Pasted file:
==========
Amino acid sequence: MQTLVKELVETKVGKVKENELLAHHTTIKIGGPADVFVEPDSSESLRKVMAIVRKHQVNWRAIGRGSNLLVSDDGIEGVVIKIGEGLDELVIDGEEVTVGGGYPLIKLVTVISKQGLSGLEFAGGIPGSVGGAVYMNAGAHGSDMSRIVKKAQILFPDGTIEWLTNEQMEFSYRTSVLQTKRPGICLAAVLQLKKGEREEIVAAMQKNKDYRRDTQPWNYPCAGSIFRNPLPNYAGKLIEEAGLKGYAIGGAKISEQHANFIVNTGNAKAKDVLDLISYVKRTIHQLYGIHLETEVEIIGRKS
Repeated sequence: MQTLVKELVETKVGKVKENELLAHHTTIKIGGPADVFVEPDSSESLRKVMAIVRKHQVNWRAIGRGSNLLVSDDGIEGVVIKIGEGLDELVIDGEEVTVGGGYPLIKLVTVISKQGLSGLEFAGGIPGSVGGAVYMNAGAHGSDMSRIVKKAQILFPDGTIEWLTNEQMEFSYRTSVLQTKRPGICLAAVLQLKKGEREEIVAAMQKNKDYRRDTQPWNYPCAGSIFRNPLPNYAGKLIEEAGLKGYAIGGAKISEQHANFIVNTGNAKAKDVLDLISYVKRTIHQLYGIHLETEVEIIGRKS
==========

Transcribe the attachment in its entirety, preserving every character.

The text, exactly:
Amino acid sequence: MQTLVKELVETKVGKVKENELLAHHTTIKIGGPADVFVEPDSSESLRKVMAIVRKHQVNWRAIGRGSNLLVSDDGIEGVVIKIGEGLDELVIDGEEVTVGGGYPLIKLVTVISKQGLSGLEFAGGIPGSVGGAVYMNAGAHGSDMSRIVKKAQILFPDGTIEWLTNEQMEFSYRTSVLQTKRPGICLAAVLQLKKGEREEIVAAMQKNKDYRRDTQPWNYPCAGSIFRNPLPNYAGKLIEEAGLKGYAIGGAKISEQHANFIVNTGNAKAKDVLDLISYVKRTIHQLYGIHLETEVEIIGRKS
Repeated sequence: MQTLVKELVETKVGKVKENELLAHHTTIKIGGPADVFVEPDSSESLRKVMAIVRKHQVNWRAIGRGSNLLVSDDGIEGVVIKIGEGLDELVIDGEEVTVGGGYPLIKLVTVISKQGLSGLEFAGGIPGSVGGAVYMNAGAHGSDMSRIVKKAQILFPDGTIEWLTNEQMEFSYRTSVLQTKRPGICLAAVLQLKKGEREEIVAAMQKNKDYRRDTQPWNYPCAGSIFRNPLPNYAGKLIEEAGLKGYAIGGAKISEQHANFIVNTGNAKAKDVLDLISYVKRTIHQLYGIHLETEVEIIGRKS